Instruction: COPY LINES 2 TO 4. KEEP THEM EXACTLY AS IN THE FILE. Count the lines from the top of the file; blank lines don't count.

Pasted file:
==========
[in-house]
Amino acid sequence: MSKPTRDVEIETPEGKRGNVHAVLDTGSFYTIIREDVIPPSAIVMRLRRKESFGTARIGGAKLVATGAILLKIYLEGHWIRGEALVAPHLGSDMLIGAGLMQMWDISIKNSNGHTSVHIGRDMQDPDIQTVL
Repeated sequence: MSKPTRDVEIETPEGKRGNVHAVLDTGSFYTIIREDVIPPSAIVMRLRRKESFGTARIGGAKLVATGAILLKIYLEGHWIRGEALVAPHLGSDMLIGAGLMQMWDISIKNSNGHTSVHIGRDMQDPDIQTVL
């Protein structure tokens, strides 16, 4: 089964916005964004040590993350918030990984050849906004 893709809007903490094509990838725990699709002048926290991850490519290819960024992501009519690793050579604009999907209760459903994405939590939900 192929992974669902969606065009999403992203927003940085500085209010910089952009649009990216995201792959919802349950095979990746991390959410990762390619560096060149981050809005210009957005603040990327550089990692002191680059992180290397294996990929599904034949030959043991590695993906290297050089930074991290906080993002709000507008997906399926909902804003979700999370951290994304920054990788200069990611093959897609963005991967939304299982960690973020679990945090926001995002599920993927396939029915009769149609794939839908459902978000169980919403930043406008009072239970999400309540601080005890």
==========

Amino acid sequence: MSKPTRDVEIETPEGKRGNVHAVLDTGSFYTIIREDVIPPSAIVMRLRRKESFGTARIGGAKLVATGAILLKIYLEGHWIRGEALVAPHLGSDMLIGAGLMQMWDISIKNSNGHTSVHIGRDMQDPDIQTVL
Repeated sequence: MSKPTRDVEIETPEGKRGNVHAVLDTGSFYTIIREDVIPPSAIVMRLRRKESFGTARIGGAKLVATGAILLKIYLEGHWIRGEALVAPHLGSDMLIGAGLMQMWDISIKNSNGHTSVHIGRDMQDPDIQTVL
């Protein structure tokens, strides 16, 4: 089964916005964004040590993350918030990984050849906004 893709809007903490094509990838725990699709002048926290991850490519290819960024992501009519690793050579604009999907209760459903994405939590939900 192929992974669902969606065009999403992203927003940085500085209010910089952009649009990216995201792959919802349950095979990746991390959410990762390619560096060149981050809005210009957005603040990327550089990692002191680059992180290397294996990929599904034949030959043991590695993906290297050089930074991290906080993002709000507008997906399926909902804003979700999370951290994304920054990788200069990611093959897609963005991967939304299982960690973020679990945090926001995002599920993927396939029915009769149609794939839908459902978000169980919403930043406008009072239970999400309540601080005890």